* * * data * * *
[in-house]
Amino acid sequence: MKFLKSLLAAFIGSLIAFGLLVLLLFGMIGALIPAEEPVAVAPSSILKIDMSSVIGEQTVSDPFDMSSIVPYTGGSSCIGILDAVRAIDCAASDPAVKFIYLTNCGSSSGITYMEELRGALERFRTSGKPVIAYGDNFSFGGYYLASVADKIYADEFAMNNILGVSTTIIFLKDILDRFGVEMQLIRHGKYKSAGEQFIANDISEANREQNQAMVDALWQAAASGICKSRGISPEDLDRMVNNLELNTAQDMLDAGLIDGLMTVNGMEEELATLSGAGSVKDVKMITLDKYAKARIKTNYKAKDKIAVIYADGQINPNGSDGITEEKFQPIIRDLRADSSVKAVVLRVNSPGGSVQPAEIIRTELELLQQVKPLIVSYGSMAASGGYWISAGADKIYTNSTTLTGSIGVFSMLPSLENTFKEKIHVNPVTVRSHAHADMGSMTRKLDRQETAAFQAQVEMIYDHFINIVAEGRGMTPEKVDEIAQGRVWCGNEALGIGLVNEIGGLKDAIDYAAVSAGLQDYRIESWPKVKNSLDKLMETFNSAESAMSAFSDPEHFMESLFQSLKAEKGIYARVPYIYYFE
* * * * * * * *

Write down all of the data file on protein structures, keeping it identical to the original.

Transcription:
[in-house]
Amino acid sequence: MKFLKSLLAAFIGSLIAFGLLVLLLFGMIGALIPAEEPVAVAPSSILKIDMSSVIGEQTVSDPFDMSSIVPYTGGSSCIGILDAVRAIDCAASDPAVKFIYLTNCGSSSGITYMEELRGALERFRTSGKPVIAYGDNFSFGGYYLASVADKIYADEFAMNNILGVSTTIIFLKDILDRFGVEMQLIRHGKYKSAGEQFIANDISEANREQNQAMVDALWQAAASGICKSRGISPEDLDRMVNNLELNTAQDMLDAGLIDGLMTVNGMEEELATLSGAGSVKDVKMITLDKYAKARIKTNYKAKDKIAVIYADGQINPNGSDGITEEKFQPIIRDLRADSSVKAVVLRVNSPGGSVQPAEIIRTELELLQQVKPLIVSYGSMAASGGYWISAGADKIYTNSTTLTGSIGVFSMLPSLENTFKEKIHVNPVTVRSHAHADMGSMTRKLDRQETAAFQAQVEMIYDHFINIVAEGRGMTPEKVDEIAQGRVWCGNEALGIGLVNEIGGLKDAIDYAAVSAGLQDYRIESWPKVKNSLDKLMETFNSAESAMSAFSDPEHFMESLFQSLKAEKGIYARVPYIYYFE